Earth Day was yesterday, but your social media feed is probably still full of posts from companies promoting their “green” efforts. But how many of them actually follow through with their lofty CSR promises? We break down CSR campaigns and the companies that are working to make a difference in an authentic way.
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corporate social responsibility
"Corporate social responsibility" is an buzzword that has lost some meaning in the past few years. Companies (often through their corporate communications departments) boast about donations and sponsorships, sometimes without much thought for the true, lasting impact. But, particularly when done with a long-term, intentional focus, CSR can make a real difference to the community where you live and work. Last week, Lewis Public Relations had the opportunity to host a "literacy day" at Vogel Alcove, Dallas' only free comprehensive early childhood education program for homeless families. We were introduced to Vogel Alcove by our client, Alon USA, and took an interest in the program's unique approach to poverty - providing essential services in early childhood education; physical, social and emotional health; and family support. But, rather than just give a donation, the LPR team wanted to find a way to serve Vogel Alcove and its kids.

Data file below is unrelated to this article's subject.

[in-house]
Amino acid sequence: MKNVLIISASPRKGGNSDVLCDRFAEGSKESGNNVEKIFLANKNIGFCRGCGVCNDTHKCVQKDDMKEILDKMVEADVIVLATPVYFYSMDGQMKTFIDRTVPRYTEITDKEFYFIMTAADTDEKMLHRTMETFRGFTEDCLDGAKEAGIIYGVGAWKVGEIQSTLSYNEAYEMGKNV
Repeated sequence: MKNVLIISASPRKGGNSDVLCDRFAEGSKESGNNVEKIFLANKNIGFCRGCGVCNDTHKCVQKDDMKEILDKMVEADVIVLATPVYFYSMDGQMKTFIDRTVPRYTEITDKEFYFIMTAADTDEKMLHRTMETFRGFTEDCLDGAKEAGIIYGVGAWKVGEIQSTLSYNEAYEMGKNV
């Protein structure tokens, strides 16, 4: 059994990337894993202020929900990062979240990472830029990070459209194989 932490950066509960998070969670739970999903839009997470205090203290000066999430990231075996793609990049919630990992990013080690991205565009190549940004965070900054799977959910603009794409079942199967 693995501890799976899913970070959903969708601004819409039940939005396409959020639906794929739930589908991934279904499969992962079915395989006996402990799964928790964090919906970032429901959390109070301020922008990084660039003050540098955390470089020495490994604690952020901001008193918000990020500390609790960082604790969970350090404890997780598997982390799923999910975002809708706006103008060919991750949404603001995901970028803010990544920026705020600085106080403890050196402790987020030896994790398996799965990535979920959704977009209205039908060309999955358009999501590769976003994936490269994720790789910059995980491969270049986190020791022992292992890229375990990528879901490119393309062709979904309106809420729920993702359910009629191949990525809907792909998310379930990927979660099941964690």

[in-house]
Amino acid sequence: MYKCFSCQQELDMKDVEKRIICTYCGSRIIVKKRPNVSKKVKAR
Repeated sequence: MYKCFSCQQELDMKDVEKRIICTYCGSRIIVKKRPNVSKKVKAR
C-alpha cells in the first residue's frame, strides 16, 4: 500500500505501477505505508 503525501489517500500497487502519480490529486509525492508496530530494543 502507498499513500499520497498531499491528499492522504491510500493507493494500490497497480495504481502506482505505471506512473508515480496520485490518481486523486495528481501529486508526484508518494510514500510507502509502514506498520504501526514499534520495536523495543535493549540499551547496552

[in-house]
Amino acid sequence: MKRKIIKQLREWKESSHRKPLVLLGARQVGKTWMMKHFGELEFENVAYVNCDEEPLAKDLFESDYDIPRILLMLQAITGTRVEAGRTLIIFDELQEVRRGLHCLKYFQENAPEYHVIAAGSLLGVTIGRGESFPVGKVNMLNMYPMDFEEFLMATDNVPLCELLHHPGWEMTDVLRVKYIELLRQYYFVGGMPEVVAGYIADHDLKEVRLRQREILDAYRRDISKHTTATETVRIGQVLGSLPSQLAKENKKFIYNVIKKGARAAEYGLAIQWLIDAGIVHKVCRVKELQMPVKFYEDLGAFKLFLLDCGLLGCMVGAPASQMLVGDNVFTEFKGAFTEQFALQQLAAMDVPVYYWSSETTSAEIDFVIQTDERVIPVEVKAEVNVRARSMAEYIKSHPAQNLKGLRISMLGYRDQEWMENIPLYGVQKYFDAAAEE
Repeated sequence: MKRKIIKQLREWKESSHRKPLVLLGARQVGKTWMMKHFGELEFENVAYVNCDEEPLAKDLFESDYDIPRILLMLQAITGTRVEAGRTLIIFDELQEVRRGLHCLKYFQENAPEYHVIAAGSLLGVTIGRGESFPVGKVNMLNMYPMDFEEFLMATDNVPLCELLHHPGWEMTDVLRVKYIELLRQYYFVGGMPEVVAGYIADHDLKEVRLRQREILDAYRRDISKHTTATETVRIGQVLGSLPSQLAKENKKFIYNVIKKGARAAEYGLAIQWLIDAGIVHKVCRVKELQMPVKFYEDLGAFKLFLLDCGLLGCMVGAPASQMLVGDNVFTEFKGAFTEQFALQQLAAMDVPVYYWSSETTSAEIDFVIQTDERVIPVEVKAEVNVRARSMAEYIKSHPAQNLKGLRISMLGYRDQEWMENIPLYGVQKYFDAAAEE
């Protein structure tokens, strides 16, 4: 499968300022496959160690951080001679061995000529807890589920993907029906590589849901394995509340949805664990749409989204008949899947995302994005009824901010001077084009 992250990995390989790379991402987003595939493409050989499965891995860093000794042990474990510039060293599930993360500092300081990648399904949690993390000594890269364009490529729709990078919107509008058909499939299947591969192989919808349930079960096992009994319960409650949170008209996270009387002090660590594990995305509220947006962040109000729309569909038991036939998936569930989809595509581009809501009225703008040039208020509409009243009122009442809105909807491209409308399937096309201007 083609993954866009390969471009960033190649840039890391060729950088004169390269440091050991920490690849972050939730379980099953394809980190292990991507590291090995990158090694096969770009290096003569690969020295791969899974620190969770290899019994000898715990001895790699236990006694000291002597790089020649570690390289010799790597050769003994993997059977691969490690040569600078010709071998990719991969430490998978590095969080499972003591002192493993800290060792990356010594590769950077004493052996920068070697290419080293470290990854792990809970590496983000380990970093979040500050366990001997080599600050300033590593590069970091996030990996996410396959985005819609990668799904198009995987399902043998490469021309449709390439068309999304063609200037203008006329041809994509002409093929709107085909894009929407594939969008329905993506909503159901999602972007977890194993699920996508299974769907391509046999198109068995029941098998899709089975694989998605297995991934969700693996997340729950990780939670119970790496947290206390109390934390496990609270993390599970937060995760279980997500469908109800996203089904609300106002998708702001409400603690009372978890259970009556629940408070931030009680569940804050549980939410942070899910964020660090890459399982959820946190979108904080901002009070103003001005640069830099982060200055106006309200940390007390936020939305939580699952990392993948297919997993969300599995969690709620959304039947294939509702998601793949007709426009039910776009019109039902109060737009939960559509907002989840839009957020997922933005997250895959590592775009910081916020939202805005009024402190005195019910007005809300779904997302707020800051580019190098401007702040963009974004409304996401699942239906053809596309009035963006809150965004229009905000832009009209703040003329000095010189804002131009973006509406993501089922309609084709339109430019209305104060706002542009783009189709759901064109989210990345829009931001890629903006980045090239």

Our literacy day actually started weeks before with a book drive in our building. We were able to collect two boxes full of children's books from the generous tenants of Merit Tower. Then, we delivered the books to Vogel Alcove and spent the morning reading, playing and just hanging out with the children.
Why a literacy day? Studies show that reading to a child from an early age dramatically increases his or her opportunity for success later in life. And, only 36 percent of parents with a low socioeconomic status read to their children, compared to 62 percent of parents with a high socioeconomic status.
According to the American Library Association, reading to children ages 3-5 makes them:
* Two times more likely to recognize all letters. * Two times more likely to have word-sight recognition. * Two times more likely to understand words in context.
Reading is key to building a love of learning and, ultimately, academic success.
The LPR Dallas team loved the opportunity to tour Vogel Alcove, learn more about their services and read to some of the coolest kids in our city. We're looking for ways to work with them more in the months to come. Stay tuned!
For more information about how to volunteer or contribute to Vogel Alcove, visit www.vogelalcove.org/opportunities.